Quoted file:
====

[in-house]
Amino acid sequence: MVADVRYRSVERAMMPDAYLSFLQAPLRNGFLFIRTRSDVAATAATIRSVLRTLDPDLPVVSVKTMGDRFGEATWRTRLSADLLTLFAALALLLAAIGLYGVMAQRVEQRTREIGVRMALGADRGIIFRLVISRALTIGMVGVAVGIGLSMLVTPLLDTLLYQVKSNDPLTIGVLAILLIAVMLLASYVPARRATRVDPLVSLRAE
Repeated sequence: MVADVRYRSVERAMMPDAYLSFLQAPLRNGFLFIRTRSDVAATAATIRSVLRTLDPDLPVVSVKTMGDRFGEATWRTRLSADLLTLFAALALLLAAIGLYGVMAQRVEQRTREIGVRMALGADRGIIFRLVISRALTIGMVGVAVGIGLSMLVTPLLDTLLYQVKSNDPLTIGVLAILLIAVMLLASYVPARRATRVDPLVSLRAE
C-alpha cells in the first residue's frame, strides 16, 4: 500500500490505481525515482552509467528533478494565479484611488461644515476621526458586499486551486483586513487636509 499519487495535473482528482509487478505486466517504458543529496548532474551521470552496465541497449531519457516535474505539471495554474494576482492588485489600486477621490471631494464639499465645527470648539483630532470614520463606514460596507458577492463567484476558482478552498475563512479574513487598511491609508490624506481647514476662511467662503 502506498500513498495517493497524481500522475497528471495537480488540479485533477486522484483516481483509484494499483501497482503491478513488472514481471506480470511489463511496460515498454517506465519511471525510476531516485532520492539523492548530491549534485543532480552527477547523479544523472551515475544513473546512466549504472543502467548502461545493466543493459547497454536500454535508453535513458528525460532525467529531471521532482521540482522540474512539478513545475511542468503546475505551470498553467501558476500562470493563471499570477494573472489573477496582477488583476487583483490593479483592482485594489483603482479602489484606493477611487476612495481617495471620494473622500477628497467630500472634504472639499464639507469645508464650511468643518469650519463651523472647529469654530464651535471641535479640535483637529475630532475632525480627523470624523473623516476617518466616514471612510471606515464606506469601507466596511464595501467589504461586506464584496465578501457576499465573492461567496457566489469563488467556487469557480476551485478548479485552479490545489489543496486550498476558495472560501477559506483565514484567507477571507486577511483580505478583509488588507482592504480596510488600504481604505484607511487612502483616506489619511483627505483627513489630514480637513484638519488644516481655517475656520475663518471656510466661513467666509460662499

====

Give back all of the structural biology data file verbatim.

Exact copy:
[in-house]
Amino acid sequence: MVADVRYRSVERAMMPDAYLSFLQAPLRNGFLFIRTRSDVAATAATIRSVLRTLDPDLPVVSVKTMGDRFGEATWRTRLSADLLTLFAALALLLAAIGLYGVMAQRVEQRTREIGVRMALGADRGIIFRLVISRALTIGMVGVAVGIGLSMLVTPLLDTLLYQVKSNDPLTIGVLAILLIAVMLLASYVPARRATRVDPLVSLRAE
Repeated sequence: MVADVRYRSVERAMMPDAYLSFLQAPLRNGFLFIRTRSDVAATAATIRSVLRTLDPDLPVVSVKTMGDRFGEATWRTRLSADLLTLFAALALLLAAIGLYGVMAQRVEQRTREIGVRMALGADRGIIFRLVISRALTIGMVGVAVGIGLSMLVTPLLDTLLYQVKSNDPLTIGVLAILLIAVMLLASYVPARRATRVDPLVSLRAE
C-alpha cells in the first residue's frame, strides 16, 4: 500500500490505481525515482552509467528533478494565479484611488461644515476621526458586499486551486483586513487636509 499519487495535473482528482509487478505486466517504458543529496548532474551521470552496465541497449531519457516535474505539471495554474494576482492588485489600486477621490471631494464639499465645527470648539483630532470614520463606514460596507458577492463567484476558482478552498475563512479574513487598511491609508490624506481647514476662511467662503 502506498500513498495517493497524481500522475497528471495537480488540479485533477486522484483516481483509484494499483501497482503491478513488472514481471506480470511489463511496460515498454517506465519511471525510476531516485532520492539523492548530491549534485543532480552527477547523479544523472551515475544513473546512466549504472543502467548502461545493466543493459547497454536500454535508453535513458528525460532525467529531471521532482521540482522540474512539478513545475511542468503546475505551470498553467501558476500562470493563471499570477494573472489573477496582477488583476487583483490593479483592482485594489483603482479602489484606493477611487476612495481617495471620494473622500477628497467630500472634504472639499464639507469645508464650511468643518469650519463651523472647529469654530464651535471641535479640535483637529475630532475632525480627523470624523473623516476617518466616514471612510471606515464606506469601507466596511464595501467589504461586506464584496465578501457576499465573492461567496457566489469563488467556487469557480476551485478548479485552479490545489489543496486550498476558495472560501477559506483565514484567507477571507486577511483580505478583509488588507482592504480596510488600504481604505484607511487612502483616506489619511483627505483627513489630514480637513484638519488644516481655517475656520475663518471656510466661513467666509460662499